E Learning providers

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Creating a complete e learning experience for your learners can be a complicated process. Producing a professional training package with targeted content and strong branding requires a number of interconnected though very distinct disciplines.

Here is a brief guide to the process of e learning creation.

Needs analysis

Before starting to produce the actual learning content the first stage is to conduct a needs analysis of your staff members. This assessment will determine the extent and scope of the training that is needed for your staff. It might not necessarily be the case that all staff undertakes the same training. Different knowledge levels must be catered for so that the training is of most benefit to each staff level. It would be of little use giving your management team the same level of competence training as you give your new starters. The training must provide a realistic learning path for each respective staff level.

Development platform

Another important decision in the creation of your e learning is to determine the platform the training is to be delivered on. Advances in technologies have meant that learning on the move has become a very viable option with candidates no longer studying in a classroom environment in front of a PC they can now learn on the train ride home! The delivery method is a definite factor in determining which production tool is used to create the training. An example of a fundamental production decision comes if you need your training to run on tablets and mobile phones. Flash programming produces attractive vector based animated content but will not run on the majority of smartphones and as such must be excluded as a development option.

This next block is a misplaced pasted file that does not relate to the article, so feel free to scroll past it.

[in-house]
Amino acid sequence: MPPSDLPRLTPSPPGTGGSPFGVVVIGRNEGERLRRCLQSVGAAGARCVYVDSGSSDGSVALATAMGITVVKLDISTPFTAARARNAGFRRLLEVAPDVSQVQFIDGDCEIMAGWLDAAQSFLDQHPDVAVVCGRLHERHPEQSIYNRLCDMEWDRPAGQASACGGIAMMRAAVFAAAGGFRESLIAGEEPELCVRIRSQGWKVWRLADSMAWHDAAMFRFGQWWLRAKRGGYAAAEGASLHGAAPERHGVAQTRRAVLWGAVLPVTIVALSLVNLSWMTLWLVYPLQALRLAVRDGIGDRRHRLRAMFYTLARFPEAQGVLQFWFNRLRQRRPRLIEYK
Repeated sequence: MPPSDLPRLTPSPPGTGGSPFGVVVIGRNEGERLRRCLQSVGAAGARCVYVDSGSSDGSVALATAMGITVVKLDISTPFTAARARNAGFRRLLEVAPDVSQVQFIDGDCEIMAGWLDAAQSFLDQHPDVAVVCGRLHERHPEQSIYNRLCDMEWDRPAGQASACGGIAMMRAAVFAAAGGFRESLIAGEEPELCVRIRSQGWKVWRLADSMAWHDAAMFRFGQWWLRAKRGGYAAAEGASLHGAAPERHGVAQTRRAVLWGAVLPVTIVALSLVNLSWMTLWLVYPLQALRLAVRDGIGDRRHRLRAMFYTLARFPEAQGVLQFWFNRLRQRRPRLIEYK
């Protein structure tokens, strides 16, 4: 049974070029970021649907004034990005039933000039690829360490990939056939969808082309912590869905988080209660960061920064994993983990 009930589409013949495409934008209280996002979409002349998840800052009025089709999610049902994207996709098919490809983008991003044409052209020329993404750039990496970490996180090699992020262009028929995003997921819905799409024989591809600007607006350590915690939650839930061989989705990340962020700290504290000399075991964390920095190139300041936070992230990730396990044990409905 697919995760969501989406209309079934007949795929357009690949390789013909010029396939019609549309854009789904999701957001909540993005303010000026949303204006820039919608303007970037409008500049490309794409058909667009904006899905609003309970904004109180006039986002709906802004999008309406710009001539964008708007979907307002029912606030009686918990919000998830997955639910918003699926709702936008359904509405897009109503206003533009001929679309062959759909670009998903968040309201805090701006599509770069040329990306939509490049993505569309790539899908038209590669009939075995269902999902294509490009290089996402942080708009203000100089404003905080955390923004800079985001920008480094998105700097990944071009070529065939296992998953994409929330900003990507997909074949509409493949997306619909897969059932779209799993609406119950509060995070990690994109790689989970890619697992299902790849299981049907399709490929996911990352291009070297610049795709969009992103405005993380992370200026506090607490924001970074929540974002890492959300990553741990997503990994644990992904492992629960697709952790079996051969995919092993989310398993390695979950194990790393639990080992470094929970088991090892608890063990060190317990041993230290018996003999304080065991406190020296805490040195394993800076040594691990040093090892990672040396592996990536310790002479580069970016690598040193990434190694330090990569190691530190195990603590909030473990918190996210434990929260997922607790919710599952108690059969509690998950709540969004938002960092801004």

Determining the browser type, performance level and even existing software configurations are all important when considering a minimum specification for delivery. This minimum specification should be the performance level at which all your devices will comfortably run your training and should be agreed with your supplier (if you have one) before production begins.

There are numerous factors involved in the decision to choose a development platform. These factors could include the skill level of your development team, the nature of the content, the overall cost of the software and the geographical location of your team.